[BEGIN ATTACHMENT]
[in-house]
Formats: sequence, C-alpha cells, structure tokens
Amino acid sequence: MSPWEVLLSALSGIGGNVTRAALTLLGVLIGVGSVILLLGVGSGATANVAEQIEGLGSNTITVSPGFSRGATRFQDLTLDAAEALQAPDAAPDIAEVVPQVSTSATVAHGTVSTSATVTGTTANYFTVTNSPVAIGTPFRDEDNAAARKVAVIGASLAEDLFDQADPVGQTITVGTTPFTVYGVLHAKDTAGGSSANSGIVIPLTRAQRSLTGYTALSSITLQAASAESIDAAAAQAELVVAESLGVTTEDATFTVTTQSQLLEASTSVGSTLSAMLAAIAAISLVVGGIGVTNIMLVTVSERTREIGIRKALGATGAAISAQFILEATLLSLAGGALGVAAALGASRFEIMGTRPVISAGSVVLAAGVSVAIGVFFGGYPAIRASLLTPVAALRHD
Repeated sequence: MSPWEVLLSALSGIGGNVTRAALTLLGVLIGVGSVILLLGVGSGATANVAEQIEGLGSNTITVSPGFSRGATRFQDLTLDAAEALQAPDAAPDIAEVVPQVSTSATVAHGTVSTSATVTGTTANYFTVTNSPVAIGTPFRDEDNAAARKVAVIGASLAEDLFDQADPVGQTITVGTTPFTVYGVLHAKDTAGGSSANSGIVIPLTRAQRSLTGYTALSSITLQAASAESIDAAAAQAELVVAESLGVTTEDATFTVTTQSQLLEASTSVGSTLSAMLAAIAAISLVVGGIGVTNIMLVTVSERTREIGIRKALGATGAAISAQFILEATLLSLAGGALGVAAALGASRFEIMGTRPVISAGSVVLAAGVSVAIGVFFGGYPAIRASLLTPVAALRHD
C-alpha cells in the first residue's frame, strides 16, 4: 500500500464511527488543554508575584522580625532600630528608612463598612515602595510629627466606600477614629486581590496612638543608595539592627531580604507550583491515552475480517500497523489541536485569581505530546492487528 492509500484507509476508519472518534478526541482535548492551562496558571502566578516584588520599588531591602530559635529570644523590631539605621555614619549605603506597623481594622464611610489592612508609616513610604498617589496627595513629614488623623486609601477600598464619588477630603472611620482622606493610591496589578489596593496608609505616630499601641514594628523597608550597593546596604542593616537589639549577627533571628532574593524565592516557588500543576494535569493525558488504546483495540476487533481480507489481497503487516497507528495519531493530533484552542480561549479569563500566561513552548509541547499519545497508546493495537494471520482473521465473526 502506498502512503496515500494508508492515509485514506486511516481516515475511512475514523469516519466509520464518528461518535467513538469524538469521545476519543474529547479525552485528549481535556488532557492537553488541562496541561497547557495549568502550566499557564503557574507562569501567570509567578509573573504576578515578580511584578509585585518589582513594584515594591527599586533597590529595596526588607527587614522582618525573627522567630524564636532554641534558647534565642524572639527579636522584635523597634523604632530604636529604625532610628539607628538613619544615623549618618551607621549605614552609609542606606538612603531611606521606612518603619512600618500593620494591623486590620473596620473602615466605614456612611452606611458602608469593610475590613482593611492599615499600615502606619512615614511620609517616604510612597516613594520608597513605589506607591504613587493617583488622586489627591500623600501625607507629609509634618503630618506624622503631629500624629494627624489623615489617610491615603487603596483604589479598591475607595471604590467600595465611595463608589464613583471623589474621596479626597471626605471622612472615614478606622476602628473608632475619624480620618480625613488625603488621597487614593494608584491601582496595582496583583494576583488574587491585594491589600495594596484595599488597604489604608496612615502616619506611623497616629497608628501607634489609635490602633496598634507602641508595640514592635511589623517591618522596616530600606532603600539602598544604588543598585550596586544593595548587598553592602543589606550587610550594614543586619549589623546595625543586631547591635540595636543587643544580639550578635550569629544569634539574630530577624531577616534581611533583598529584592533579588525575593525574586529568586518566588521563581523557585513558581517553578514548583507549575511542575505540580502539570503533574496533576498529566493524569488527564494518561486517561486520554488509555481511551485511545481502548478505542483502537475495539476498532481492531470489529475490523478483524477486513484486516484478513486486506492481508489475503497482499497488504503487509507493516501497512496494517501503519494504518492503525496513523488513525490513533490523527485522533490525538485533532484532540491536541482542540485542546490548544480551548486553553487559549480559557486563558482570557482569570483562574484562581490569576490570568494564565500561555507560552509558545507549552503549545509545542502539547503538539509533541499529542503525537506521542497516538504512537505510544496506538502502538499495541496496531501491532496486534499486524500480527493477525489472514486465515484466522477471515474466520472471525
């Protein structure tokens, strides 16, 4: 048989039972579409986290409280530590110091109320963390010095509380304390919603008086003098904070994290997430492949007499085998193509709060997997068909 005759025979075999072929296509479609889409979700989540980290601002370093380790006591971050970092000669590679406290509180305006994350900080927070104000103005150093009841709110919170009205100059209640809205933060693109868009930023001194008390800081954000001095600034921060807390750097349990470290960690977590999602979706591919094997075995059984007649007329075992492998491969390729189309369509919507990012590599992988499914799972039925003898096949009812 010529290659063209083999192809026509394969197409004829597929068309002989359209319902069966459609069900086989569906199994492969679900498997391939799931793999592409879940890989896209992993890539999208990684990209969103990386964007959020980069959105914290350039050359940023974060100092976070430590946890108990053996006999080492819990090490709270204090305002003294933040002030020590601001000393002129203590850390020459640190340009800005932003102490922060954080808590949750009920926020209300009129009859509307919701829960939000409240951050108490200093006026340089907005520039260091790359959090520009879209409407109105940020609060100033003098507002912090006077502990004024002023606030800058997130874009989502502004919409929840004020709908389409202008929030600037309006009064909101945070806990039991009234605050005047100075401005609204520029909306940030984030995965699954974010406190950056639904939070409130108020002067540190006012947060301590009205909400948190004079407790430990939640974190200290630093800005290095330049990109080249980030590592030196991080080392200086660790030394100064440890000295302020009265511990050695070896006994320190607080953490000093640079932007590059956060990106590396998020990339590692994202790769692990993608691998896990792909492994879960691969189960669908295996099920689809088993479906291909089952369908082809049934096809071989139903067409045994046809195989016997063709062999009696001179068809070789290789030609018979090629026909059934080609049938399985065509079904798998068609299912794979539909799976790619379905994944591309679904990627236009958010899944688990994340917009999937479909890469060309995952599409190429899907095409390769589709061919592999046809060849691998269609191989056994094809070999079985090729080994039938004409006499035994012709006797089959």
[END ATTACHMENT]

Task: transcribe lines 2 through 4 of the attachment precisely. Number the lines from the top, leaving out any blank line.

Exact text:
Formats: sequence, C-alpha cells, structure tokens
Amino acid sequence: MSPWEVLLSALSGIGGNVTRAALTLLGVLIGVGSVILLLGVGSGATANVAEQIEGLGSNTITVSPGFSRGATRFQDLTLDAAEALQAPDAAPDIAEVVPQVSTSATVAHGTVSTSATVTGTTANYFTVTNSPVAIGTPFRDEDNAAARKVAVIGASLAEDLFDQADPVGQTITVGTTPFTVYGVLHAKDTAGGSSANSGIVIPLTRAQRSLTGYTALSSITLQAASAESIDAAAAQAELVVAESLGVTTEDATFTVTTQSQLLEASTSVGSTLSAMLAAIAAISLVVGGIGVTNIMLVTVSERTREIGIRKALGATGAAISAQFILEATLLSLAGGALGVAAALGASRFEIMGTRPVISAGSVVLAAGVSVAIGVFFGGYPAIRASLLTPVAALRHD
Repeated sequence: MSPWEVLLSALSGIGGNVTRAALTLLGVLIGVGSVILLLGVGSGATANVAEQIEGLGSNTITVSPGFSRGATRFQDLTLDAAEALQAPDAAPDIAEVVPQVSTSATVAHGTVSTSATVTGTTANYFTVTNSPVAIGTPFRDEDNAAARKVAVIGASLAEDLFDQADPVGQTITVGTTPFTVYGVLHAKDTAGGSSANSGIVIPLTRAQRSLTGYTALSSITLQAASAESIDAAAAQAELVVAESLGVTTEDATFTVTTQSQLLEASTSVGSTLSAMLAAIAAISLVVGGIGVTNIMLVTVSERTREIGIRKALGATGAAISAQFILEATLLSLAGGALGVAAALGASRFEIMGTRPVISAGSVVLAAGVSVAIGVFFGGYPAIRASLLTPVAALRHD